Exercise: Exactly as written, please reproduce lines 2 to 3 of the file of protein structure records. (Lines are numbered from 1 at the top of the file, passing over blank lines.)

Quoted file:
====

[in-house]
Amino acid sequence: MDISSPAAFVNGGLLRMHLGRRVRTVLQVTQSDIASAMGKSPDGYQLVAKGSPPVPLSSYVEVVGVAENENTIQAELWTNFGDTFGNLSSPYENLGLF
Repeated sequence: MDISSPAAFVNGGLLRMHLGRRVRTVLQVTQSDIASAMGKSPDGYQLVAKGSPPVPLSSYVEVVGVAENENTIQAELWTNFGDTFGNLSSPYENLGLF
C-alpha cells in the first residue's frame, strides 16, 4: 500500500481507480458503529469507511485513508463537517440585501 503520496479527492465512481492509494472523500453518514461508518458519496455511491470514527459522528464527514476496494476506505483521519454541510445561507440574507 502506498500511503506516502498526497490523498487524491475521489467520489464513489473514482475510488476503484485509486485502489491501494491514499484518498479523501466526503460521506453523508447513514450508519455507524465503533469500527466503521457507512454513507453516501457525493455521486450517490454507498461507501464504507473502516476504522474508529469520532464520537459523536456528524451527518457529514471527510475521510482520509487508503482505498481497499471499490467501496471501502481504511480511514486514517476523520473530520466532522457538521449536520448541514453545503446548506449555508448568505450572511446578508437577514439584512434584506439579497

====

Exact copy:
Amino acid sequence: MDISSPAAFVNGGLLRMHLGRRVRTVLQVTQSDIASAMGKSPDGYQLVAKGSPPVPLSSYVEVVGVAENENTIQAELWTNFGDTFGNLSSPYENLGLF
Repeated sequence: MDISSPAAFVNGGLLRMHLGRRVRTVLQVTQSDIASAMGKSPDGYQLVAKGSPPVPLSSYVEVVGVAENENTIQAELWTNFGDTFGNLSSPYENLGLF